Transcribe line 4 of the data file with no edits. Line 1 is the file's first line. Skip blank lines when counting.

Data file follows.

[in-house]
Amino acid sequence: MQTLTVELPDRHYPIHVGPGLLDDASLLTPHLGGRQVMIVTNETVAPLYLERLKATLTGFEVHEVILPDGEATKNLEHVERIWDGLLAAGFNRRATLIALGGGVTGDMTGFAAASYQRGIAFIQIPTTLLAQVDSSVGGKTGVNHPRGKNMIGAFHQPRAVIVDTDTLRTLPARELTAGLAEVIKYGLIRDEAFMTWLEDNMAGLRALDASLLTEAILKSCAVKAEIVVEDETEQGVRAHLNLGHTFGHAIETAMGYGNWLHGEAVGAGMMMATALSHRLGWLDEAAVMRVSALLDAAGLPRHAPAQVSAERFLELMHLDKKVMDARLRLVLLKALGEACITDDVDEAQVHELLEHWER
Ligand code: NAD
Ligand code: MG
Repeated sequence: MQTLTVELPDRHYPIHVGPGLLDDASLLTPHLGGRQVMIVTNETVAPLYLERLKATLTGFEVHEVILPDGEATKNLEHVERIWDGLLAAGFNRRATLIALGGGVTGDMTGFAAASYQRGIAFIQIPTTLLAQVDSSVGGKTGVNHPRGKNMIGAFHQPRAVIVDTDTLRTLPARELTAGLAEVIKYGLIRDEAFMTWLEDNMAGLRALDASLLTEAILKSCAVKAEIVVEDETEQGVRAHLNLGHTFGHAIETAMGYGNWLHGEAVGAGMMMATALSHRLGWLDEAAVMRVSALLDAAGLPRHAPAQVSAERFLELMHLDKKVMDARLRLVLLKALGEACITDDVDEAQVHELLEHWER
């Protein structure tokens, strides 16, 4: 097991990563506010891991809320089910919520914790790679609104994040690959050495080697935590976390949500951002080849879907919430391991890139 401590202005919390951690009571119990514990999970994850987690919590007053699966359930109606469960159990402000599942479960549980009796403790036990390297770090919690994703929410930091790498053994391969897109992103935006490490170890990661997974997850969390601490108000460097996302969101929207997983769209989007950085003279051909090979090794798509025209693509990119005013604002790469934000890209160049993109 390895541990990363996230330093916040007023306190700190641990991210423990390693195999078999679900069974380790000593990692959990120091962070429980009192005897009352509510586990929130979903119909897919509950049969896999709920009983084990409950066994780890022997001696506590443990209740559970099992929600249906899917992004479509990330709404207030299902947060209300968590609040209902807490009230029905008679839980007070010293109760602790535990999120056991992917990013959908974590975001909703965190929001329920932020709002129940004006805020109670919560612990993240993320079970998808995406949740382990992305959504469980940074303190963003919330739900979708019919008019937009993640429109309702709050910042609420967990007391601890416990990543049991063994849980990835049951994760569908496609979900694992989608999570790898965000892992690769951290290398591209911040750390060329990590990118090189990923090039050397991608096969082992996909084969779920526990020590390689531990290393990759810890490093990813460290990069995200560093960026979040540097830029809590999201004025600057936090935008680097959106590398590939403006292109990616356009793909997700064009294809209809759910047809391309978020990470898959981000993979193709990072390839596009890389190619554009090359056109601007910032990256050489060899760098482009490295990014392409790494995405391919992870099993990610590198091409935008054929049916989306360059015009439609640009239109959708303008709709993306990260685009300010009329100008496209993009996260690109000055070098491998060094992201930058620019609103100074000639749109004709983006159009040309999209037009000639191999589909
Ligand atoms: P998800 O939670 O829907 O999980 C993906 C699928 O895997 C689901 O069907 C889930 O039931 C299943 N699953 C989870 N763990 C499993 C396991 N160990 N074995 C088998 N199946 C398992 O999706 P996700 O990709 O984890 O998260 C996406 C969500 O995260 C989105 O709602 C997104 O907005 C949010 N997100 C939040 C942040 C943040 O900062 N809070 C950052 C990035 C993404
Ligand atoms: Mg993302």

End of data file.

Ligand code: MG